Syria + 2 more

UNHCR Syria update Nov 2008

Format
Situation Report
Source
Posted
Originally published
Origin
View original

Attachments

Highlights

Palestinians from Iraq endure floods at border camps

Heavy rain on the night of 28 October resulted in flooding at the two camps for Palestinians from Iraq stranded at the Syrian-Iraqi borders, causing tents to be inundated, sewage systems to overflow, the electricity supply to fail and the makeshift camp mosque to catch on fire after an electrical short cut.

While UNHCR was able to send new tents, mattresses, plastic sheeting and blankets to Al Tanf on the next day, it is estimated that the tents of over 100 families were destroyed in Al Walid on the Iraqi side of the border, where assistance always takes longer to arrive.

Arrival of Iraqi Refugees from Mosul

Following reports that thousands of Iraqi Christians had fled their homes in Mosul in October to escape violence and threats and that several hundreds had come to Syria, UNHCR has been closely monitoring the situation in order to ensure these refugees are given proper assistance upon arrival in Syria.

So far, UNHCR has registered or is in the process of registering around 45 families from Mosul (20 in Aleppo and the rest in Damascus) and has begun assessing them for emergency grants and food assistance.

Voluntary Repatriation

UNHCR does not at this time promote voluntary repatriation to Iraq as it considers that the basic requirements for sustainable, large-scale return of Iraqi refugees in conditions of safety and dignity are not yet in place. However, UNHCR does recognize that individual families are currently repatriating and consequently has begun assisting families who express a free and informed decision to return, after individual counselling.

During October 68 families received financial assistance to return to Iraq following counselling. Most of the families counselled until now have opted to return using the free flights organised by the Government of Iraq. The assistance provided by UNHCR amounts to US$100 per adult and US$50 per child (up to a maximum of US$500 per family).

The Iraq Consolidated Appeal Process (CAP) for 2009

The Syrian part of the Consolidated Appeal Process (CAP) for 2009, a component of the Iraq CAP for 2009 is in the process of being finalised in cooperation between UN Agencies (UNRWA, UNICEF, UNFPA, WHO, IOM, ILO, UNDP, WFP) and NGOs in Syria, the Syrian Arab Red Crescent Society and representatives of the Syrian Government. The main objective of this CAP is to present a consolidated and coordinated humanitarian response to the needs of Iraqi refugees in Syria.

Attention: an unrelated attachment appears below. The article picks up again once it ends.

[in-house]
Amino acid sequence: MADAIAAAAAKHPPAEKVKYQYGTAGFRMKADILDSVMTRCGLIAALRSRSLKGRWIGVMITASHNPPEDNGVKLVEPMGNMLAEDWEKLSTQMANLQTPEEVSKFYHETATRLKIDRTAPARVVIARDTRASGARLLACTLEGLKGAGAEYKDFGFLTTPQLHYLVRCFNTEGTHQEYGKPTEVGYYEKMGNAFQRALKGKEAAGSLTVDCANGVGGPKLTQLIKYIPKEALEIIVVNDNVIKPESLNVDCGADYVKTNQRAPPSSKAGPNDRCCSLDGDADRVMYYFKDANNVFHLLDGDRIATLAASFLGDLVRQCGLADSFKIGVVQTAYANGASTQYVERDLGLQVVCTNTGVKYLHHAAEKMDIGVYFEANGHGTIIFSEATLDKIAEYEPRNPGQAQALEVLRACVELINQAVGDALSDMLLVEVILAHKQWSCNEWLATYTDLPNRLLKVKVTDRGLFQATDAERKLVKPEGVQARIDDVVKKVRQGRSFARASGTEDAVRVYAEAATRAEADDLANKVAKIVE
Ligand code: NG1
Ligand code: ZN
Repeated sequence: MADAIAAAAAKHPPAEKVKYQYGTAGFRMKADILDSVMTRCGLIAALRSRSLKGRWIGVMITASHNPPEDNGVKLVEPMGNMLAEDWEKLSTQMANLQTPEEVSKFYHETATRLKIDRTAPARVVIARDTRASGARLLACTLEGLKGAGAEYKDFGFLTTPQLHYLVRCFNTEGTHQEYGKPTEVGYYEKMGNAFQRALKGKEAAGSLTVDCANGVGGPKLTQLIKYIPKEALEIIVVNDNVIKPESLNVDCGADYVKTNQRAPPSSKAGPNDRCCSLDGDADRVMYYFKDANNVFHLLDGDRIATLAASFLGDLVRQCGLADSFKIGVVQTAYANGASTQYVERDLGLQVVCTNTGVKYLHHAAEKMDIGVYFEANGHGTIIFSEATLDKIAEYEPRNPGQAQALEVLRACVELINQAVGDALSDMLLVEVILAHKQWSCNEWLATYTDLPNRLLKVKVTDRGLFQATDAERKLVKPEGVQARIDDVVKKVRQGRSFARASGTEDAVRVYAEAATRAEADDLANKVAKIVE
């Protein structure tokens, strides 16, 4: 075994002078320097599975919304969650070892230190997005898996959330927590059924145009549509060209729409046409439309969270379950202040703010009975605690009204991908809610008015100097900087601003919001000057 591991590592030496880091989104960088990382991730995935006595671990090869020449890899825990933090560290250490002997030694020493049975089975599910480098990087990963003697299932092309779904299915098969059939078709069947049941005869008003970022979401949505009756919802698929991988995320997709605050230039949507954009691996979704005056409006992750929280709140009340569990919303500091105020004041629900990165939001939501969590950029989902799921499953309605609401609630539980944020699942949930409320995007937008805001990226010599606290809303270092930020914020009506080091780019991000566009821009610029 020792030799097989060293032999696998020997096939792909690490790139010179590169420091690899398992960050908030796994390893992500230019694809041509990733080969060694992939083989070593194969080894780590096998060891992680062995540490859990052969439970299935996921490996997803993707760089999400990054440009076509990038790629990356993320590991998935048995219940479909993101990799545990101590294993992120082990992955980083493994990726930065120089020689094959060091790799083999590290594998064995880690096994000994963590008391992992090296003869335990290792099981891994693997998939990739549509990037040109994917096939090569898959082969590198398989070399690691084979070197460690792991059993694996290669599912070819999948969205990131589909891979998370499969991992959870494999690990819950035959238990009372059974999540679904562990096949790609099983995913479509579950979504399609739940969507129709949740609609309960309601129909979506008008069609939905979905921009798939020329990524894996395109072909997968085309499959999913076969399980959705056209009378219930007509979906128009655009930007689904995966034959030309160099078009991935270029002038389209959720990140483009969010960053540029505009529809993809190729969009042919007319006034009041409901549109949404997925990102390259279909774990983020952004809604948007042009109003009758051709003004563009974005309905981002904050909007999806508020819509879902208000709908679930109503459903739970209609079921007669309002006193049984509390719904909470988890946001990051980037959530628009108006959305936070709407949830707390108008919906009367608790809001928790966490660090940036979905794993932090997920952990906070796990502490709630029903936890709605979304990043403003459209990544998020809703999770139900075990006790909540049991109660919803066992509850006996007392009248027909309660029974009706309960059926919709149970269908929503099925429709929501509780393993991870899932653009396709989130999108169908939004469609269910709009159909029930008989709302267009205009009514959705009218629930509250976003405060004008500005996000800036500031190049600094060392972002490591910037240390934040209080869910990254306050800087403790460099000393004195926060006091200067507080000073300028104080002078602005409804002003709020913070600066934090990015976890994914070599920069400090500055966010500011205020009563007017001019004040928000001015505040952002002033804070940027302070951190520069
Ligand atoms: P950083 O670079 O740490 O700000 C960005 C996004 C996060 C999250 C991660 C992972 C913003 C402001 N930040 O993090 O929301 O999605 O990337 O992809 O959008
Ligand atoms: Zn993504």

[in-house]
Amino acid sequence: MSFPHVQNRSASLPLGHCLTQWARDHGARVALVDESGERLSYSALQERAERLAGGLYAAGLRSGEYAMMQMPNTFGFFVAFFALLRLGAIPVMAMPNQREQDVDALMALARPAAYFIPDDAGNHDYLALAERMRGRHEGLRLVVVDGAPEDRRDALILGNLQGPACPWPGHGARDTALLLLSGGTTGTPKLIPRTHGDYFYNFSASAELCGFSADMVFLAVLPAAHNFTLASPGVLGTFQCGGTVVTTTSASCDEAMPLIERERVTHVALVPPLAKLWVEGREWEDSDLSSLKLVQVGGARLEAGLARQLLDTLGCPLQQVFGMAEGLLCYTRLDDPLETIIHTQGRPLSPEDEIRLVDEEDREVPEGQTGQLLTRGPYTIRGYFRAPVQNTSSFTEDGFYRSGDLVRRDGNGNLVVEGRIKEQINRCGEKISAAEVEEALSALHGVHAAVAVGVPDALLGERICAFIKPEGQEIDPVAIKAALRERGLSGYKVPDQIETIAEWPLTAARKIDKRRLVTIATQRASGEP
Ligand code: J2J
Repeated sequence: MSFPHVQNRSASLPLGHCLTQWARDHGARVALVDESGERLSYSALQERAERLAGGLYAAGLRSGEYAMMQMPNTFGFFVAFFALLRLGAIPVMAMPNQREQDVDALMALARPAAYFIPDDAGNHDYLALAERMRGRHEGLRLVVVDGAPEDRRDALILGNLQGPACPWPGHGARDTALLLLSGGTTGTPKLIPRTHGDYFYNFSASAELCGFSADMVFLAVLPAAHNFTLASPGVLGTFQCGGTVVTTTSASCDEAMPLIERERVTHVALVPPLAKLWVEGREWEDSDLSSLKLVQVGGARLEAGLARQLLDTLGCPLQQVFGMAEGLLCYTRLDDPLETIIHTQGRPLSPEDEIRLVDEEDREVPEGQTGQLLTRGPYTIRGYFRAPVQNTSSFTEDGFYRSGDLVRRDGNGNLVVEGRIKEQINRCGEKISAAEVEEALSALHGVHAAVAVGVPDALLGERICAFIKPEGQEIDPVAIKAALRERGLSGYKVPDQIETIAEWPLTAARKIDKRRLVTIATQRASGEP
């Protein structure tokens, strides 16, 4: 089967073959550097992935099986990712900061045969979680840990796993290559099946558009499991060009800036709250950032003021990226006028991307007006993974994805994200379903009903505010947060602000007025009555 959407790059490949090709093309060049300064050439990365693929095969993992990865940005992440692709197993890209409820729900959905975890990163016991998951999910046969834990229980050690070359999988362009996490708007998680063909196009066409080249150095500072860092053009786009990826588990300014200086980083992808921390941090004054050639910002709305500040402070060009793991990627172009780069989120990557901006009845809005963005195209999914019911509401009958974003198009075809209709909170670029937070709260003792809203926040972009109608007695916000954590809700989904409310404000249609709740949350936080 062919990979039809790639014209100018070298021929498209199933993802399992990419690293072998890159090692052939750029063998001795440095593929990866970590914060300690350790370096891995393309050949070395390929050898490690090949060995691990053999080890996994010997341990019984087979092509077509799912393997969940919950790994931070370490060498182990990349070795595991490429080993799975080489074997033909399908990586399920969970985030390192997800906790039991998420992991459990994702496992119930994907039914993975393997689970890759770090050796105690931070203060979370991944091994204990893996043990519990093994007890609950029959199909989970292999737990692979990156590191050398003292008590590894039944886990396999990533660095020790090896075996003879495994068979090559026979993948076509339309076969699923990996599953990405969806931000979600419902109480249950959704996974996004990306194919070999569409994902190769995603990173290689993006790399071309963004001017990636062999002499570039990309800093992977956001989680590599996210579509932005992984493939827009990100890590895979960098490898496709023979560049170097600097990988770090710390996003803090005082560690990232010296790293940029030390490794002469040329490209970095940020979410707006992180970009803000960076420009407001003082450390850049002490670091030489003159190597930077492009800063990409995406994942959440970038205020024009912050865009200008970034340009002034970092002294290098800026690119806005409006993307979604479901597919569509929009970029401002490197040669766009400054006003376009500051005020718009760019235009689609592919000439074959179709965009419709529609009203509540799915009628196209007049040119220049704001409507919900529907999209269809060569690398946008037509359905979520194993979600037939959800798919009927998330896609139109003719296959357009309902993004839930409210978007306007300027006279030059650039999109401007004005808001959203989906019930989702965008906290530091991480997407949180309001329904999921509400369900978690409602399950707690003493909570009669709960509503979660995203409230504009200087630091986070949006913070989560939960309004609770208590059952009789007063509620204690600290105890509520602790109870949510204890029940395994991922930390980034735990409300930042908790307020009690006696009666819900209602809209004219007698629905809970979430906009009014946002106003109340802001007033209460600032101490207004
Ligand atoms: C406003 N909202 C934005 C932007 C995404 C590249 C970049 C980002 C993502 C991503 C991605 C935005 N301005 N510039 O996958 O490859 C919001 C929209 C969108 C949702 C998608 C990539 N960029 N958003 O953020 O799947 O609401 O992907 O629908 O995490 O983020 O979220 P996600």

The Appeal comprises 54 projects covering:

- Protection

- Education

- Health

- Food

- Sexual and Gender Based Violence (SGBV)

- Mental Health and Psychosocial Support

- Livelihoods and Skills Development

- Palestinians from Iraq

The appeal for Syria currently amounts to US$217 million, of which US$136.4 million requested for UNHCR Syria (final figures are subject to confirmation by appealing agencies).

This first joint effort to consolidate the humanitarian response of UN agencies, NGOs and Government of Syria to the needs of Iraqi refugees in Syria has highlighted the necessity to continue direct support to Iraqi refugees. Given the refugees' urban environment, new strategies have been devised to reach them thanks to training and collaboration with Iraqi refugees. Support to the Syrian ministries of health and education will continue as well as UNHCR's resettlement programme for a limited but increasing number of vulnerable refugees.

The consolidated appeal document, combining the response plans of Iraq and all Iraqi refugee hosting countries (including Syria, Jordan, Lebanon, Turkey, Egypt) was reviewed by the United Nations Office for the Coordination of Humanitarian Affairs (OCHA) and by head offices of the appealing agencies and was launched on 19 November 2008 by OCHA in Geneva. A second launch by the High Commissioner will take place on 24 November in Abu Dhabi.